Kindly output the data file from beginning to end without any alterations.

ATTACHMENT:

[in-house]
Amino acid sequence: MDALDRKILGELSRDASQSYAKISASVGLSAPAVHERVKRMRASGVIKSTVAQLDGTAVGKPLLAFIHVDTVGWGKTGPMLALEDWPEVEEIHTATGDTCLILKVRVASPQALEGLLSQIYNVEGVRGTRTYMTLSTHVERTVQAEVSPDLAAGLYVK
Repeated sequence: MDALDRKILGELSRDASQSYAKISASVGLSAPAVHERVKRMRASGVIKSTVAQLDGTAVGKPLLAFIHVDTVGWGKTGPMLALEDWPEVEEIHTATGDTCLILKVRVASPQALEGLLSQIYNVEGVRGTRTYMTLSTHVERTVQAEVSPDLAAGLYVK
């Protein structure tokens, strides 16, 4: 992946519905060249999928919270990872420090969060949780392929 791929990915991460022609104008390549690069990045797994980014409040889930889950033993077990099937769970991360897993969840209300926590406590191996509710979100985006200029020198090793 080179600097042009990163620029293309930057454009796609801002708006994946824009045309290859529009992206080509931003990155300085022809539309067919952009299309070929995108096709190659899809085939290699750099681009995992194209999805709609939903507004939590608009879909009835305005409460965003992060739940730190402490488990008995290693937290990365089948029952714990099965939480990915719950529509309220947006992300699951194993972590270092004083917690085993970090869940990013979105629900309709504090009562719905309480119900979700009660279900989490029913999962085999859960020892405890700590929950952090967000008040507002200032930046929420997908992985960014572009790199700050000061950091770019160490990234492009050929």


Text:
[in-house]
Amino acid sequence: MDALDRKILGELSRDASQSYAKISASVGLSAPAVHERVKRMRASGVIKSTVAQLDGTAVGKPLLAFIHVDTVGWGKTGPMLALEDWPEVEEIHTATGDTCLILKVRVASPQALEGLLSQIYNVEGVRGTRTYMTLSTHVERTVQAEVSPDLAAGLYVK
Repeated sequence: MDALDRKILGELSRDASQSYAKISASVGLSAPAVHERVKRMRASGVIKSTVAQLDGTAVGKPLLAFIHVDTVGWGKTGPMLALEDWPEVEEIHTATGDTCLILKVRVASPQALEGLLSQIYNVEGVRGTRTYMTLSTHVERTVQAEVSPDLAAGLYVK
């Protein structure tokens, strides 16, 4: 992946519905060249999928919270990872420090969060949780392929 791929990915991460022609104008390549690069990045797994980014409040889930889950033993077990099937769970991360897993969840209300926590406590191996509710979100985006200029020198090793 080179600097042009990163620029293309930057454009796609801002708006994946824009045309290859529009992206080509931003990155300085022809539309067919952009299309070929995108096709190659899809085939290699750099681009995992194209999805709609939903507004939590608009879909009835305005409460965003992060739940730190402490488990008995290693937290990365089948029952714990099965939480990915719950529509309220947006992300699951194993972590270092004083917690085993970090869940990013979105629900309709504090009562719905309480119900979700009660279900989490029913999962085999859960020892405890700590929950952090967000008040507002200032930046929420997908992985960014572009790199700050000061950091770019160490990234492009050929």